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Research Papers: Flows in Complex Systems

An Experimental Analysis of the Structural Response of Flexible Lightweight Hydrofoils in Cavitating Flow

[+] Author and Article Information
Alexandra Lelong

Department of Mechanical Engineering,
Naval Academy Research Institute,
BCRM Brest,
ECOLE NAVALE—IRENAV CC 600,
Brest Cedex 9 29240, France
e-mail: alelong.al@gmail.com

Pierre Guiffant

Department of Mechanical Engineering,
Naval Academy Research Institute,
BCRM Brest,
ECOLE NAVALE—IRENAV CC 600,
Brest Cedex 9 29240, France
e-mail: pierre.guiffant29@gmail.com

Jacques André Astolfi

Professor
Department of Mechanical Engineering,
Naval Academy Research Institute,
BCRM Brest,
ECOLE NAVALE—IRENAV CC 600,
Brest Cedex 9 29240, France
e-mail: jacques-andre.astolfi@ecole-navale.fr

1Corresponding author.

Contributed by the Fluids Engineering Division of ASME for publication in the JOURNAL OF FLUIDS ENGINEERING. Manuscript received December 7, 2016; final manuscript received September 6, 2017; published online November 7, 2017. Assoc. Editor: Olivier Coutier-Delgosha.

J. Fluids Eng 140(2), 021116 (Nov 07, 2017) (9 pages) Paper No: FE-16-1805; doi: 10.1115/1.4037990 History: Received December 07, 2016; Revised September 06, 2017

This paper presents an original experimental study concerning the structural response of a flexible lightweight hydrofoil undergoing various flow conditions including partial cavitating flow. It is based on the analysis of the static deformation, the vibrations, the strains, and the stresses of a polyacetal NACA0015 cantilevered hydrofoil in a hydrodynamic tunnel, at Reynolds numbers ranging from 3 × 105 to 6 × 105. A specific distance measurement laser device was developed to measure the static deformation of the hydrofoil. The vibration response was measured by means of two laser vibrometers in order to identify the structural modal response. The strains and stresses were obtained from integrated strain gauges embedded in the foil close to the root section. A high-speed camera was used in order to analyze unsteady features of the cavitating flow. This paper presents the experimental setup and several results in both noncavitating and cavitating flow that should be very useful for numerical developments of fluid structure interaction (FSI) in heavy fluid. Several observations are reported in the paper showing the strong coupling between the fluid and the structure. Particularly, a frequency lock-in of the cavity frequency to the first bending mode is clearly observed for a narrow band of cavitation numbers.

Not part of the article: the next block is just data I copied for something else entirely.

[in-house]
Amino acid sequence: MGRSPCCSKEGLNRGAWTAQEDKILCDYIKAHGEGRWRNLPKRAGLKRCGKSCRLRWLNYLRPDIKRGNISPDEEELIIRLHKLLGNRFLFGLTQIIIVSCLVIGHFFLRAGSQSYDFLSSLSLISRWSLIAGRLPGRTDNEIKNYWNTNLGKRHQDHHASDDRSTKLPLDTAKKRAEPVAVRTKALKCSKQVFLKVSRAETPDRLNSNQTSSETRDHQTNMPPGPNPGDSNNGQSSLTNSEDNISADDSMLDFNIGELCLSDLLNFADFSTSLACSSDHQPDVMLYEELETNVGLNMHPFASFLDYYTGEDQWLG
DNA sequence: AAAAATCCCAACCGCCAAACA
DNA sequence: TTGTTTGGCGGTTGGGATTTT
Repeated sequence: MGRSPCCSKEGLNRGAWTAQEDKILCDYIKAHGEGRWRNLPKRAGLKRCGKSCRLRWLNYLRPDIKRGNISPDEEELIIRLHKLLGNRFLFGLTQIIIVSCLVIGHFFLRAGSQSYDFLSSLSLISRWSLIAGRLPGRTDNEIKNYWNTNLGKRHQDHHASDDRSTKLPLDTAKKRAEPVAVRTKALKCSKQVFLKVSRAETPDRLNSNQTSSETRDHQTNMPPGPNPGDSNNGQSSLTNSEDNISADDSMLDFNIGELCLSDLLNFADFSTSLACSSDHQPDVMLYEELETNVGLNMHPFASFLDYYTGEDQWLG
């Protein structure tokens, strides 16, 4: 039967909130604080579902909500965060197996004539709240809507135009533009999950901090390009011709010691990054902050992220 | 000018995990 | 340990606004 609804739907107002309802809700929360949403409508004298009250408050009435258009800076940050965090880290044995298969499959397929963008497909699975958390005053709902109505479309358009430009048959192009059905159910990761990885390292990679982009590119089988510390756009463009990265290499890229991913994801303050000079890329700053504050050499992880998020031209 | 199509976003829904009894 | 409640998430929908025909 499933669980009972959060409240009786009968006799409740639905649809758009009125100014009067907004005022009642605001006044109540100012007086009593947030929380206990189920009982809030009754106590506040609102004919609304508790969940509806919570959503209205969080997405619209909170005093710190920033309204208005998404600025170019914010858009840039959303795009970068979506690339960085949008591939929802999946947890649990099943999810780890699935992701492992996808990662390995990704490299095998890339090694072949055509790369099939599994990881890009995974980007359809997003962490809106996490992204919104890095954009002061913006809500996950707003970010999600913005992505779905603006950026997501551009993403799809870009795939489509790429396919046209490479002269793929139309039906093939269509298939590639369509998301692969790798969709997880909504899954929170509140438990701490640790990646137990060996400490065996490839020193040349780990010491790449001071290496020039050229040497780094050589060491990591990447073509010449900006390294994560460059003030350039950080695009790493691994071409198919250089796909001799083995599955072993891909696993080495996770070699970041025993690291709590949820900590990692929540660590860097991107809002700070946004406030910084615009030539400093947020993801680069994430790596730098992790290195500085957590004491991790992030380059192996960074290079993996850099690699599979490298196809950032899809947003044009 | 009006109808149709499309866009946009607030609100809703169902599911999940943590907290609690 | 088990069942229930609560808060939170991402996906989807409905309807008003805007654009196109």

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Figures

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Fig. 1

Cantilevered flexible hydrofoil made of POM and equipped with strain gauges at the root

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Fig. 2

Deformed hydrofoil measured from laser scanning (obtained from five scanned sections along the span)

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Fig. 3

Surface modal shapes measured from scanning laser vibrometer in air

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Fig. 4

Normalized modal shapes at mid chord for bending (up) and twisting (down)—comparison with beam theory

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Fig. 5

Static bending at mid chord (up) and divided by the square of the velocity (down), α = 8deg

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Fig. 6

Mean strains (up) and principal stresses and von Mises stress (down), U = 5 m s–1

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Fig. 7

Mean of von Mises stress depending on cavitation number. Vertical bars are the standard deviation.

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Fig. 8

Snapshots of time-history of von Mises stress for different cavitation numbers

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Fig. 9

Vibration velocity spectra. α = 8 deg, U = 3–6 m s–1 (noncavitating flow), dB ref 1 m s–1.

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Fig. 10

Frequency of the bending mode (left) and twisting mode (right) versus the angle of incidence for various flow velocities

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Fig. 11

Vibration spectra, dB ref 1 m s–1, (α = 2 deg, U = 3–6 m s–1, noncavitating flow)

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Fig. 12

Vibration velocity in cavitating flow, dB ref 1 m s–1 (α = 8 deg, U = 6 m s–1)

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Fig. 13

Zoom of vibration velocity spectra close to the bending mode in cavitating flow (left), dB ref 1 m s–1. Corresponding cavity length spectra obtained from images processing of the high-speed camera (right) (α = 8 deg, U = 6 m s–1).

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Fig. 14

Bending frequency f1 and cavity frequency fo versus the cavitation number, POM hydrofoil

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Fig. 15

Bending frequency f1 and cavity frequency fo versus the cavitation number, steel hydrofoil

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